Five Things We Learned: Bears-Bucs
October, 23, 2011
By Jeff Dickerson | ESPNChicago.com
LONDON -- Here are five things we learned following the Chicago Bears 24-18 victory over the Tampa Bay Buccaneers in London on Sunday:
1. Bears travel agent made right call: The Bears didn't necessarily play great during Sunday's win, but they looked a heck of a lot better than Tampa until the very end. Maybe the Bucs spent the whole week in London enjoying too much of the British scene. Already without LeGarrette Blount, the Buccaneers lost running back Ernest Graham in the first quarter, and it seemed over until a furious late rally that fell short. For much of the game the Bucs sideline was quiet and the players appeared to lose interest. As for the Bears, they were able to cobble together enough big plays on offense and defense to hang on and win the game. Concern over the Bears late arrival was justified, in my opinion, but Lovie Smith accomplished the mission by getting the all-important win over a fellow NFC club. Tampa's slow start makes you wonder what exactly Bucs head coach Raheem Morris had those guys doing over here in London for the entire week.
2. Matt Forte looks elite to me: For lack of a better word, Forte's 32-yard first quarter touchdown run was spectacular. Forte showed you everything an elite back is supposed to possess -- speed, moves and toughness. He's recorded 100-yard rushing games in three of the past four weeks, and already has piled up 1,091 yards from scrimmage. Naturally, people want to focus on Forte's contract situation, but that will eventually take care of itself. What's exciting is that Forte has truly become one of the top backs in the league, a notion many scoffed at prior to the season. The only person who can stop Forte is Mike Martz. If Martz sticks to the run and stops the occasional series where he outthinks himself, Forte is going to have a monster year. And if Forte has a monster year from the start to finish, the Bears could find themselves in the postseason.
Kyle Terada/US PresswireBears running back Matt Forte carries the ball past Buccaneers defensive back Tanard Jackson on Sunday.
3. The Dallas duo can help the cause: This marked the first time ex-Cowboys Roy Williams and Marion Barber contributed in a big way to the Bears offensive effort. Barber easily had his best run in a Bears’ uniform when he broke off a 32-yard run in the second quarter, and later scored from 12 yards out. Williams had one bad drop, but redeemed himself with a 25-yard touchdown reception. The Bears aren't asking Williams to be perfect. Just make the easy catches. If Williams can accomplish that feat, he can help the offense, which he did in Week 7.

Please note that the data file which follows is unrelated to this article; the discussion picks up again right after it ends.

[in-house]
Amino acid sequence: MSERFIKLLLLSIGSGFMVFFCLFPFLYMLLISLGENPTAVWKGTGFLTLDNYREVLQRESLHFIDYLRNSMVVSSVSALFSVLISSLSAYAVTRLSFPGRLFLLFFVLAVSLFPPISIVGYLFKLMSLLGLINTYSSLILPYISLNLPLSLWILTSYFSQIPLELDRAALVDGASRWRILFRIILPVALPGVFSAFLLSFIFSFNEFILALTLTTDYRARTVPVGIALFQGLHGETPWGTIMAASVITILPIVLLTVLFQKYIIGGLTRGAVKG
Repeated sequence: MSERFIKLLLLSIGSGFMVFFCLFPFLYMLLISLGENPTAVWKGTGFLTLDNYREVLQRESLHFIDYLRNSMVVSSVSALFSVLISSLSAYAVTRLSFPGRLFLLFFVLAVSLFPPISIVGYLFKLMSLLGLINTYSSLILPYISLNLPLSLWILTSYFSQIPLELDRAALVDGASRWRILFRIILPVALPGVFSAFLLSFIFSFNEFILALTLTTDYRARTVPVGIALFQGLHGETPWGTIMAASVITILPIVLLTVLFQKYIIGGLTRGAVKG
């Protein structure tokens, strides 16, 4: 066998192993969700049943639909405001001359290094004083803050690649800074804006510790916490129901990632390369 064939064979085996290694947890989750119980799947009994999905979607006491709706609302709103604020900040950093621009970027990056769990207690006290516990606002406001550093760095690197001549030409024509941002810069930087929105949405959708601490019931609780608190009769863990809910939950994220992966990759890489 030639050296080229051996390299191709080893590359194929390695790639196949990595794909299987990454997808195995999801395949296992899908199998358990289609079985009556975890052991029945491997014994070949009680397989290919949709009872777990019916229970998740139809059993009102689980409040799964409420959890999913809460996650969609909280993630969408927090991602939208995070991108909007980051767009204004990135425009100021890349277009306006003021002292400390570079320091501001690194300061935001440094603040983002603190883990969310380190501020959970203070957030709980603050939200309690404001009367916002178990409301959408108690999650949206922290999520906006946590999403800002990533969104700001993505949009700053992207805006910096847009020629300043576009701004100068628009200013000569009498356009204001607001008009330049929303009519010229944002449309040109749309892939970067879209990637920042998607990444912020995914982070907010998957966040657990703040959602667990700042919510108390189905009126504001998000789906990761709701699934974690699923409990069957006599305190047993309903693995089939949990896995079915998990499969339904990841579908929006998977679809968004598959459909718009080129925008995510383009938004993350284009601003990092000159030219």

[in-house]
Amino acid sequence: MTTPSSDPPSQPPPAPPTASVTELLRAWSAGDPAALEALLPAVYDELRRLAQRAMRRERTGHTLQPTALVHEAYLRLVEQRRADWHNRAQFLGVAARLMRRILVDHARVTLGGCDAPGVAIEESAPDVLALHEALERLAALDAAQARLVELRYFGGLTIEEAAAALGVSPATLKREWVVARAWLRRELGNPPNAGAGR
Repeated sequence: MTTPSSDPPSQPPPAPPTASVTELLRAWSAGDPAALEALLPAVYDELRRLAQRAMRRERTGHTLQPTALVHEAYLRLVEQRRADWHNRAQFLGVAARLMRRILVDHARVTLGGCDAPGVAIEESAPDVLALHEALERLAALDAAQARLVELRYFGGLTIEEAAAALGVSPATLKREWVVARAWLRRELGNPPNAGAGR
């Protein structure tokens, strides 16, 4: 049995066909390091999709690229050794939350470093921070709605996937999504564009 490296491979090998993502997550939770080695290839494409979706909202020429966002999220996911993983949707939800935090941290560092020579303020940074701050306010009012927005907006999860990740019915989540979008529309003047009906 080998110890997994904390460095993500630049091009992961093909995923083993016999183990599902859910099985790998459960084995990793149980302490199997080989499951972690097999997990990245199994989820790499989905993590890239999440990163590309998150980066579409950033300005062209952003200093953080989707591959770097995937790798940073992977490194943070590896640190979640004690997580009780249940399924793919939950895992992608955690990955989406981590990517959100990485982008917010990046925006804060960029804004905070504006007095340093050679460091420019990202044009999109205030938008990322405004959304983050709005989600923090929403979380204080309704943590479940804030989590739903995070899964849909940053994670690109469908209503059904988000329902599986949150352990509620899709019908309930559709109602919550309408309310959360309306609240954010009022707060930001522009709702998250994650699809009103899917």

4. Bears’ wild-card chances remain very much alive: Barring some dramatic reversal of fortune, the Bears probably won’t catch the Packers. But after that, the NFC is wide open. Even though it looked kind of bleak in the aftermath of the Lions loss a few weeks ago, the Bears are right in the thick of the conference wild card race. Early season victories over Tampa and Atlanta could prove to be crucial later in the year. The Bucs and Falcons certainly don’t look like scary teams, and now Detroit is staring to falter. You really don’t need to be a great team to earn an NFC playoff berth. Just slightly above average. That perfectly sums up the Bears.
5. The NFL has a small place in Europe: One time a year. That's it. Expanding the NFL International series to two games is a stretch and placing a team in London is a poor idea, but one regular-season contest a year is just right. London is a great city, Wembley Stadium is terrific, and the locals have a decent interest in American football. But the NFL needs to be careful not to overplay its hand. A franchise here in London will never surpass soccer in popularity, and while the trip to Europe is generally enjoyable, it's a drain on football players who are creatures of habit. Not to mention that every time two teams square off in London, one of those teams is losing a home game. That's not fair to the fans in the States. Keep it simple. One game per year with different teams making the journey every season.